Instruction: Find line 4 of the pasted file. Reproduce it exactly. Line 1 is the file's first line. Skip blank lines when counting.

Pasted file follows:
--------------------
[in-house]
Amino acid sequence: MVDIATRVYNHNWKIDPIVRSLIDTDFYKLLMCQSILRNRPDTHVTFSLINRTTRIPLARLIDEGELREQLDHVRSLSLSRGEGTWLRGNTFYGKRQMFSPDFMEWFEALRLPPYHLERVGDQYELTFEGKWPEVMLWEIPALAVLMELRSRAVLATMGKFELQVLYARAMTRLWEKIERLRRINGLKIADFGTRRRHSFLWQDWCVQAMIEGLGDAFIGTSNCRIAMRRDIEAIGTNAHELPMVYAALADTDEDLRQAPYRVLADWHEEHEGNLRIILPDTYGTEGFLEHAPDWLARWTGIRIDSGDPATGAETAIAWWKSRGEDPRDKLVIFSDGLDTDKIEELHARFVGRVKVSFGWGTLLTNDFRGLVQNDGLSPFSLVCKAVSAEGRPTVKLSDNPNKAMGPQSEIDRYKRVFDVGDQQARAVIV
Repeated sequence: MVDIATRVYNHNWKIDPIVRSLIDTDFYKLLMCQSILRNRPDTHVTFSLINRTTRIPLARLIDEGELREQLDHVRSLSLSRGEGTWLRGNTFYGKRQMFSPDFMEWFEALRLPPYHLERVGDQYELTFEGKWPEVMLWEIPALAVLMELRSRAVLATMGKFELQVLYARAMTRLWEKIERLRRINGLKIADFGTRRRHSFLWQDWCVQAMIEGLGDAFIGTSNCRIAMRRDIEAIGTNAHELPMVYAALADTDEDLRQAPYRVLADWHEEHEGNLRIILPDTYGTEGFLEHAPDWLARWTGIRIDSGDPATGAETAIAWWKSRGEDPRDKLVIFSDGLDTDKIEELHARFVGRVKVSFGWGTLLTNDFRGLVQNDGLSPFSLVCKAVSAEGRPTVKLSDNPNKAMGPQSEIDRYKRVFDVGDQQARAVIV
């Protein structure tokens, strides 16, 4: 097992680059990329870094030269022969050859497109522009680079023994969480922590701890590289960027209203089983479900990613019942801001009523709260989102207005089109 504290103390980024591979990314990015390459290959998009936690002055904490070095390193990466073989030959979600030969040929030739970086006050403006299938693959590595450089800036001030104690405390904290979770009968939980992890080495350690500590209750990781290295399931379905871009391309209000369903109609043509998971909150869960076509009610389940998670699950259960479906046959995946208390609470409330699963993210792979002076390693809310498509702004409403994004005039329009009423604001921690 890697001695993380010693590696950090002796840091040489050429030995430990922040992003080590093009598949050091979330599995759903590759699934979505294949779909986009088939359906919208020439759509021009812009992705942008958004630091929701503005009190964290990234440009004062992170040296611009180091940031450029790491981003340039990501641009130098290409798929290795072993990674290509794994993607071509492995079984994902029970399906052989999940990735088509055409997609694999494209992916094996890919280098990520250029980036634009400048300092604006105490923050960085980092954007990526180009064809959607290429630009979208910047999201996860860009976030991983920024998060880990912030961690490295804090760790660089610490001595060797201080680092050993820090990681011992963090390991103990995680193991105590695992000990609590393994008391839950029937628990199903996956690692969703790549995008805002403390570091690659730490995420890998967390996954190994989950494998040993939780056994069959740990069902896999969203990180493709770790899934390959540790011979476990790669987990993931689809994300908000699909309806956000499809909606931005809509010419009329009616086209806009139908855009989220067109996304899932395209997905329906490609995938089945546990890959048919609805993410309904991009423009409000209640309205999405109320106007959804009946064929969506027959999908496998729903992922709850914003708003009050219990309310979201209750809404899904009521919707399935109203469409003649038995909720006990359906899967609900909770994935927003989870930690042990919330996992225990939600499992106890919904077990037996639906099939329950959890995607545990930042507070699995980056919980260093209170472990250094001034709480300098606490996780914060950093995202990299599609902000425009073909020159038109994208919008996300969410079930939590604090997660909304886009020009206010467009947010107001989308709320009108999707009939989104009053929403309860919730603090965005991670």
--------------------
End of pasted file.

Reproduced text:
């Protein structure tokens, strides 16, 4: 097992680059990329870094030269022969050859497109522009680079023994969480922590701890590289960027209203089983479900990613019942801001009523709260989102207005089109 504290103390980024591979990314990015390459290959998009936690002055904490070095390193990466073989030959979600030969040929030739970086006050403006299938693959590595450089800036001030104690405390904290979770009968939980992890080495350690500590209750990781290295399931379905871009391309209000369903109609043509998971909150869960076509009610389940998670699950259960479906046959995946208390609470409330699963993210792979002076390693809310498509702004409403994004005039329009009423604001921690 890697001695993380010693590696950090002796840091040489050429030995430990922040992003080590093009598949050091979330599995759903590759699934979505294949779909986009088939359906919208020439759509021009812009992705942008958004630091929701503005009190964290990234440009004062992170040296611009180091940031450029790491981003340039990501641009130098290409798929290795072993990674290509794994993607071509492995079984994902029970399906052989999940990735088509055409997609694999494209992916094996890919280098990520250029980036634009400048300092604006105490923050960085980092954007990526180009064809959607290429630009979208910047999201996860860009976030991983920024998060880990912030961690490295804090760790660089610490001595060797201080680092050993820090990681011992963090390991103990995680193991105590695992000990609590393994008391839950029937628990199903996956690692969703790549995008805002403390570091690659730490995420890998967390996954190994989950494998040993939780056994069959740990069902896999969203990180493709770790899934390959540790011979476990790669987990993931689809994300908000699909309806956000499809909606931005809509010419009329009616086209806009139908855009989220067109996304899932395209997905329906490609995938089945546990890959048919609805993410309904991009423009409000209640309205999405109320106007959804009946064929969506027959999908496998729903992922709850914003708003009050219990309310979201209750809404899904009521919707399935109203469409003649038995909720006990359906899967609900909770994935927003989870930690042990919330996992225990939600499992106890919904077990037996639906099939329950959890995607545990930042507070699995980056919980260093209170472990250094001034709480300098606490996780914060950093995202990299599609902000425009073909020159038109994208919008996300969410079930939590604090997660909304886009020009206010467009947010107001989308709320009108999707009939989104009053929403309860919730603090965005991670």